The Mishna on today’s daf relates that Ezra the Scribe decreed that one who is ritually impure because of a seminal emission may not engage in matters of Torah until he has immersed in a ritual bath and purified himself. Based on this the Mishna teaches:
If the time for the recitation of Shema arrived and one is impure due to a seminal emission, he may contemplate Shema in his heart, but neither recites the blessings preceding Shema, nor the blessings following it.
The Gemara (Bava Kamma daf 82a) cites a tradition with regard to the ten ordinances instituted by Ezra in order to enhance fulfillment of both mitzvot by Torah law and ancient customs. The common thread among all the ordinances was enhancing the sanctity in the daily existence of the people. By Torah law, one who experienced a seminal emission is ritually impure and prohibited from eating teruma and consecrated foods. In his ordinance, Ezra instituted that the individual must purify himself before praying or engaging in Torah study, as well. Although the ordinance was repealed several generations later, it remained the custom in many communities as well as a custom of the pious throughout the generations.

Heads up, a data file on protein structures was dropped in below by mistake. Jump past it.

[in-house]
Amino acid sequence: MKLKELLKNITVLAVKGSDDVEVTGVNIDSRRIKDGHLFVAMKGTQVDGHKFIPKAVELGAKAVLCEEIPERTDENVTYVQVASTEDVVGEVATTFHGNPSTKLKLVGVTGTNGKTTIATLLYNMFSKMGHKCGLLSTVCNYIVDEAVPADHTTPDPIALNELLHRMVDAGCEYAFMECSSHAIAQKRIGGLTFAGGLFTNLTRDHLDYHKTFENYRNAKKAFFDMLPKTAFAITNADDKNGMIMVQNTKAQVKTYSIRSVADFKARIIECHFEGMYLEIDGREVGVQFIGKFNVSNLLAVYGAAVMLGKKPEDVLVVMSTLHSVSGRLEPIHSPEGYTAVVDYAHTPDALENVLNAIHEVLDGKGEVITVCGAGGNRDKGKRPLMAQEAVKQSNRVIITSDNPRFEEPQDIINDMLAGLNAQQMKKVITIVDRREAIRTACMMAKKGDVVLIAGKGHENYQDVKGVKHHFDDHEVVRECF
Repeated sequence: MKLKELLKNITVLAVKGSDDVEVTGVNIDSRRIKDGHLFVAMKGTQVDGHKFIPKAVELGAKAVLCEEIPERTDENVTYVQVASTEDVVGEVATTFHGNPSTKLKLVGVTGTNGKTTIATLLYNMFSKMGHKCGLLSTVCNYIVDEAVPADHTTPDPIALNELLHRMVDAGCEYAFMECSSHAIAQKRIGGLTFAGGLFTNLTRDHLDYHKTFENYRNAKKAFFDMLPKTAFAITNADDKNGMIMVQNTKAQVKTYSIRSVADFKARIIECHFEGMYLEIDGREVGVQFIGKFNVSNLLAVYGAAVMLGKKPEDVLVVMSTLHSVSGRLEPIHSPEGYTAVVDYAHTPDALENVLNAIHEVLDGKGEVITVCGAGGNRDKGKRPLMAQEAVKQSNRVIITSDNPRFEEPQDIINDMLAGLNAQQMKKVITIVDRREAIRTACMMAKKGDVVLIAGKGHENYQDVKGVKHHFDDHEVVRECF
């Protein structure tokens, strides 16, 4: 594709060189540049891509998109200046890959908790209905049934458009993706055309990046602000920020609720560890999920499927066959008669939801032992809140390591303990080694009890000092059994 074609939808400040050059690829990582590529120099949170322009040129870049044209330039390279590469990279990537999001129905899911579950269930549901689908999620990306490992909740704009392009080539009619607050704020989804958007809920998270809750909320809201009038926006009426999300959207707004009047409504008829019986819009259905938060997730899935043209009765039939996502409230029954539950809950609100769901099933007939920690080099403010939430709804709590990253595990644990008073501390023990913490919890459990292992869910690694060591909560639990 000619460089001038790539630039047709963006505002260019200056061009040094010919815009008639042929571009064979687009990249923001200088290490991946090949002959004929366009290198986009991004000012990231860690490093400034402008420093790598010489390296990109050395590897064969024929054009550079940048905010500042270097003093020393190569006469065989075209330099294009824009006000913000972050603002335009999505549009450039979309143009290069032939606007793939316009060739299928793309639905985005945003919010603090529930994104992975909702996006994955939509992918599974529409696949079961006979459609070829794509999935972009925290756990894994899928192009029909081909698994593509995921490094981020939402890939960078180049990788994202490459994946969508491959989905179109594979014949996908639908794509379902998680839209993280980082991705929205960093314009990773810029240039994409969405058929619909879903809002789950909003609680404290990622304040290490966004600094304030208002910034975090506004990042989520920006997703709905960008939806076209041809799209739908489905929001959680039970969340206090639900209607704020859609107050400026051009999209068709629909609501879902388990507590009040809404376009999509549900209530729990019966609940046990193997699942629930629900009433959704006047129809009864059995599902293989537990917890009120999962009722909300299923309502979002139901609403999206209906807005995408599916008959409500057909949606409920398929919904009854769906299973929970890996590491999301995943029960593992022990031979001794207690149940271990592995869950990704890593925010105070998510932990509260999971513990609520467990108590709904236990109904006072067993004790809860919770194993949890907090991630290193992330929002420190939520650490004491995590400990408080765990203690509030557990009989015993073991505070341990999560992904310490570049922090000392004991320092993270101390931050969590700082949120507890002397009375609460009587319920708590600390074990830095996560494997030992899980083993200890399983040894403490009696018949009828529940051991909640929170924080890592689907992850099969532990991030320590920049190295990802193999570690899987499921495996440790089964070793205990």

The continuation of the Gemara (daf 22a) teaches that:
“When Ze’iri came from Eretz Yisrael to Babylonia, he taught, ‘They abolished this ritual immersion.'”
According to most commentaries, (e.g., Rambam, Ra’avad, Shitta Mekubbetzet, Talmidei Rabbeinu Yonah), they could do so because Ezra’s ordinance did not gain acceptance throughout Israel. The principle is that any ordinance that did not gain acceptance, even if it was instituted by Torah giants, may be overturned by later generations; even by a court of lower stature than the one that instituted it in the first place. Indeed, the ordinance was repealed for several reasons. It led to dereliction in the study of Torah and it discouraged procreation. Therefore, it only remained as a custom to enhance sanctity.